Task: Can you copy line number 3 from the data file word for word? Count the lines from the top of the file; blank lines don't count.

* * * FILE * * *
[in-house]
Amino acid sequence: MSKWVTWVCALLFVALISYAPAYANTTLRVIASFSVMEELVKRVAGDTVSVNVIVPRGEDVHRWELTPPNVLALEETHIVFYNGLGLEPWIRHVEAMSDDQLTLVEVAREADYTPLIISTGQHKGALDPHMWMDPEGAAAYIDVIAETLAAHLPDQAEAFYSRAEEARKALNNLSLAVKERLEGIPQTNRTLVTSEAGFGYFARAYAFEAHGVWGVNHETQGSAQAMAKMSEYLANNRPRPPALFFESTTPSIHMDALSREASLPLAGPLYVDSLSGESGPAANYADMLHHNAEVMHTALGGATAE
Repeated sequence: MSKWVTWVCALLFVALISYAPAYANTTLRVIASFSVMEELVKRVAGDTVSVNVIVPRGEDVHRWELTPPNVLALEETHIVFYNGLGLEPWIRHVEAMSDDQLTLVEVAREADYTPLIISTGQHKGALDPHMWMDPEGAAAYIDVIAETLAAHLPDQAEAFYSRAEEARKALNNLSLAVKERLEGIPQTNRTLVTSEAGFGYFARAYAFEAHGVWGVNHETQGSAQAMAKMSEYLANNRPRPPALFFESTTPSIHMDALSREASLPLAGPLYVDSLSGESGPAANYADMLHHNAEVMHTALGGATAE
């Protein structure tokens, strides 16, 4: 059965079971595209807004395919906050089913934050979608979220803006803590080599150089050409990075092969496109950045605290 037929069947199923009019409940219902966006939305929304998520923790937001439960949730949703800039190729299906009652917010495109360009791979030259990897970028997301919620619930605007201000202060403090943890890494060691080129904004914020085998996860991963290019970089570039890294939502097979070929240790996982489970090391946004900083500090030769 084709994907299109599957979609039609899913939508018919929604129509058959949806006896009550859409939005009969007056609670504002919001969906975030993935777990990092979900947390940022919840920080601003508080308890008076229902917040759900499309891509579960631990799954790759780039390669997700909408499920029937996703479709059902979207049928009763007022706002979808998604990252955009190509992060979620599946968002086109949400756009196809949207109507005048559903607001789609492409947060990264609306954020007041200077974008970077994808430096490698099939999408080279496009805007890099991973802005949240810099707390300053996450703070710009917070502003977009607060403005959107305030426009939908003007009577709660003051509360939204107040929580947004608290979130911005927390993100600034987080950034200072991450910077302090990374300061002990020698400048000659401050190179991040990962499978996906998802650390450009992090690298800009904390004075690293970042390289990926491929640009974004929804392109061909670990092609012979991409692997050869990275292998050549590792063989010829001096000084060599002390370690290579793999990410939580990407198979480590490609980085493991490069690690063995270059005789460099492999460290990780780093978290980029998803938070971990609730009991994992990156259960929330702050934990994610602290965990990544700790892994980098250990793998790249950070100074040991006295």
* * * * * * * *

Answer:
Repeated sequence: MSKWVTWVCALLFVALISYAPAYANTTLRVIASFSVMEELVKRVAGDTVSVNVIVPRGEDVHRWELTPPNVLALEETHIVFYNGLGLEPWIRHVEAMSDDQLTLVEVAREADYTPLIISTGQHKGALDPHMWMDPEGAAAYIDVIAETLAAHLPDQAEAFYSRAEEARKALNNLSLAVKERLEGIPQTNRTLVTSEAGFGYFARAYAFEAHGVWGVNHETQGSAQAMAKMSEYLANNRPRPPALFFESTTPSIHMDALSREASLPLAGPLYVDSLSGESGPAANYADMLHHNAEVMHTALGGATAE